Learn about diastasis postpartum, its causes, symptoms, and treatments from the perspectives of experts in this comprehensive blog.

Between 30 to 60 percent of women experience diastasis postpartum a separation of the abdominal muscles. If you’re a pregnant or postpartum mom, it’s important to understand the causes of diastasis and the symptoms and treatments available.

Understanding Diastasis Postpartum

Diastasis postpartum is a separation of the ab muscles that happens to many women during and after pregnancy. Typically, this separation is caused by the enlarged uterus putting pressure on the abdominal muscles. These muscles aren’t always able to recover after the baby is born, which can lead to diastasis postpartum.

Pregnant and postpartum mothers and their medical providers need to identify if this condition is present and understand the best way to deal with it. Read on to learn more about diastasis postpartum and how to treat it appropriately.


Diastasis postpartum is a common condition among moms and is thought to be caused by the increased pressure in the abdomen caused by the baby’s growth, especially for first-time moms. This can lead to the rectus abdominis muscles (or ‘six-pack’ muscles) separating. Other causes of diastasis postpartum can include gaining excessive weight, activity and exercise during pregnancy, multiple pregnancies, and carrying a large baby.

• Diastasis postpartum is when the pressure from the growing uterus of the baby pulls the abdominal muscles apart.

• Weight gain, too much exercise or activity, having more than one baby, and carrying a big baby can all lead to diastasis postpartum.

• A “pooch” in the middle of the belly, a bulge between the abdominal muscles, and shallow breathing are signs of diastasis after giving birth.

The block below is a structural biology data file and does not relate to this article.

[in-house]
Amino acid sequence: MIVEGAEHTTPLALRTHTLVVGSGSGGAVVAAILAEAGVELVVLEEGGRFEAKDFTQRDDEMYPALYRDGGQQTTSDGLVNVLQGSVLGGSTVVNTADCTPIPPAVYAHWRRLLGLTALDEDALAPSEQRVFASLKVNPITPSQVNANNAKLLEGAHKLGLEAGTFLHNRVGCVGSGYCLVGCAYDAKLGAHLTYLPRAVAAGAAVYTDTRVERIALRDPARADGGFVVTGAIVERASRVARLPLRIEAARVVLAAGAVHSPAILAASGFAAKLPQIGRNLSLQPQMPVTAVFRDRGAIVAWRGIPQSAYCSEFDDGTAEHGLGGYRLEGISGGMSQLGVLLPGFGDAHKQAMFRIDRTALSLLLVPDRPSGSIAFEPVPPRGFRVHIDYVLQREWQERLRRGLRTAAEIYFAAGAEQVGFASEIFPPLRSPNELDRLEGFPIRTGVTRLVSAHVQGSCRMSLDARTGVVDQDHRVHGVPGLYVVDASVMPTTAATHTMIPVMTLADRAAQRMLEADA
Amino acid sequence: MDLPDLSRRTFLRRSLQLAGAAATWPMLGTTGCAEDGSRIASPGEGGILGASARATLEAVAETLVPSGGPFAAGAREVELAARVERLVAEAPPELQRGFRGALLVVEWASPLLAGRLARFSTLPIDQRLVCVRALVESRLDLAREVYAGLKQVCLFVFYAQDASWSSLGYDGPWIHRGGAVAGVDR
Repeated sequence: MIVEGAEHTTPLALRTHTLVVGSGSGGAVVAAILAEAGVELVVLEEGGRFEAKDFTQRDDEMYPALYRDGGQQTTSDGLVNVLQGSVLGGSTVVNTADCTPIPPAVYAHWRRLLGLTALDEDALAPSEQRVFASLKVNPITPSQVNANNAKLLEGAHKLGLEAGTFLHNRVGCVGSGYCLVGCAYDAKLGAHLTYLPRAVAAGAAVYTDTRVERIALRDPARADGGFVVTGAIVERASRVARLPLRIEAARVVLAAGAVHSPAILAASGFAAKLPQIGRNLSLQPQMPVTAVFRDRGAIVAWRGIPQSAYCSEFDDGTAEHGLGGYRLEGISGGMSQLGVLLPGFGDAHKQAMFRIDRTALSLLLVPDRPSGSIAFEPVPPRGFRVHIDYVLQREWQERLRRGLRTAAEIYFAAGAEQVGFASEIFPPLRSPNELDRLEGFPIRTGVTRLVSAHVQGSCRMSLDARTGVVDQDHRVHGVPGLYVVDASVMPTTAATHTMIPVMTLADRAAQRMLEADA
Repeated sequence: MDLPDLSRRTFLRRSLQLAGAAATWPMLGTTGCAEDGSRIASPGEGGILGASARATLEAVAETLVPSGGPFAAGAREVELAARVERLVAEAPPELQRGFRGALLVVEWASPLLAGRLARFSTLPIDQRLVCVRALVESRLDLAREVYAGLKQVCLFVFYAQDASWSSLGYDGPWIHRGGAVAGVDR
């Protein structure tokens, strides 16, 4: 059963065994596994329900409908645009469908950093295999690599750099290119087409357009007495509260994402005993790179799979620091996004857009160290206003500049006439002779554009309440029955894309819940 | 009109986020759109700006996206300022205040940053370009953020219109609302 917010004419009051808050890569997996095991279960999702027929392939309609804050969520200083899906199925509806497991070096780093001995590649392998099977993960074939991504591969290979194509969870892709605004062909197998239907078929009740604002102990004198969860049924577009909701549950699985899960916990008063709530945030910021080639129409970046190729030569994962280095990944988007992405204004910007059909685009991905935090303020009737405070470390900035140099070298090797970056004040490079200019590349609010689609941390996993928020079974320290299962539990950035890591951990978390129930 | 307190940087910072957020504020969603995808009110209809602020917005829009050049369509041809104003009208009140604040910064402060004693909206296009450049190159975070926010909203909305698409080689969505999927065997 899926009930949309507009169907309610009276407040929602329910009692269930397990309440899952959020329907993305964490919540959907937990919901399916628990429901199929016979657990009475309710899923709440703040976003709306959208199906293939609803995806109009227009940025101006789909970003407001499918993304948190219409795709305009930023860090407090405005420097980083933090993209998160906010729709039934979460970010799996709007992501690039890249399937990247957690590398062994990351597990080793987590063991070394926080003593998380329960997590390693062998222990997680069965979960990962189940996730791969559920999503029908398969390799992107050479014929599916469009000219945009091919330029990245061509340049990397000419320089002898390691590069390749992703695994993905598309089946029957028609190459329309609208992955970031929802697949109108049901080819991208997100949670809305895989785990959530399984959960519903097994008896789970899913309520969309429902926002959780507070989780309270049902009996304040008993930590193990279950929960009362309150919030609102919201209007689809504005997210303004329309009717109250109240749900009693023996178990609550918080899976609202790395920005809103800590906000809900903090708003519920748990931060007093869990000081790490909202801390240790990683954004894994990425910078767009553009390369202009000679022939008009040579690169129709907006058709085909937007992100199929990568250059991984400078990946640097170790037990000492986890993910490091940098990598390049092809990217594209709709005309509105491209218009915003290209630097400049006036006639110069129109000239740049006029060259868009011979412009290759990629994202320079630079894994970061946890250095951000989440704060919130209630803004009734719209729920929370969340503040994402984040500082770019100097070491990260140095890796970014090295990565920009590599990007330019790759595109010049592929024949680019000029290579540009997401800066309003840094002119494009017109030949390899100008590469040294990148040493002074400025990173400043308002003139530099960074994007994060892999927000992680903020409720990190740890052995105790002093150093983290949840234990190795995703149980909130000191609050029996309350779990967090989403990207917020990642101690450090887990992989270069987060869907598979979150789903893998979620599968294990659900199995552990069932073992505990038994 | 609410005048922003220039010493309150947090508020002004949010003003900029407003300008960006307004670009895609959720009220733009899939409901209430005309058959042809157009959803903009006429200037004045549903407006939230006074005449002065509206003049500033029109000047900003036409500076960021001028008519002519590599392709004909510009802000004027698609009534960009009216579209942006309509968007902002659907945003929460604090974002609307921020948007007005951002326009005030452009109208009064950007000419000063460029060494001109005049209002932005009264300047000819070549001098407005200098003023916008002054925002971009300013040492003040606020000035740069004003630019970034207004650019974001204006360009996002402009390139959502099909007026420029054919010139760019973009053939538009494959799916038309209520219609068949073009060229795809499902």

• Postpartum depression can be treated with rest, changed exercises, or surgery to eliminate any extra skin and/or strengthen the abdominal muscles.

• Remember to make lifestyle choices that support the healing process, such as avoiding exercises like crunches and planks and opting for stability exercises for the core and pelvic floor muscles.


One of the most common symptoms of diastasis postpartum is a “pooch” in the middle of the belly. After giving birth, diastasis can also be seen as a visible bulge between the abdominal muscles. It can also be seen in shallow breathing. You can also press on the belly to feel for any gap or bulge that appears when you contract your abdominal muscles.


If you suspect that you have diastasis postpartum, it’s important to work with a doctor or physical therapist to develop an individualized treatment plan. Sometimes, the best way to treat the condition is to rest and do modified exercises and activities. Patients may also be told to have surgery to get rid of any extra skin and/or strengthen the muscles in the abdomen.

It’s important to remember that healing and recovery can take several months and that lifestyle choices can make a big difference in healing. If a woman has diastasis after giving birth, she shouldn’t do crunches or planks. Instead, she should do stability exercises for her core and pelvic floor muscles.


Diastasis postpartum affects many women during and after pregnancy. During the postpartum period, staying healthy means knowing the causes, symptoms, and ways to treat them. 

If you have any concerns, work with your doctor or physical therapist to develop an individual treatment plan. Taking the time to make lifestyle choices that promote healing and recovery is necessary for the long-term health of the mother and the baby.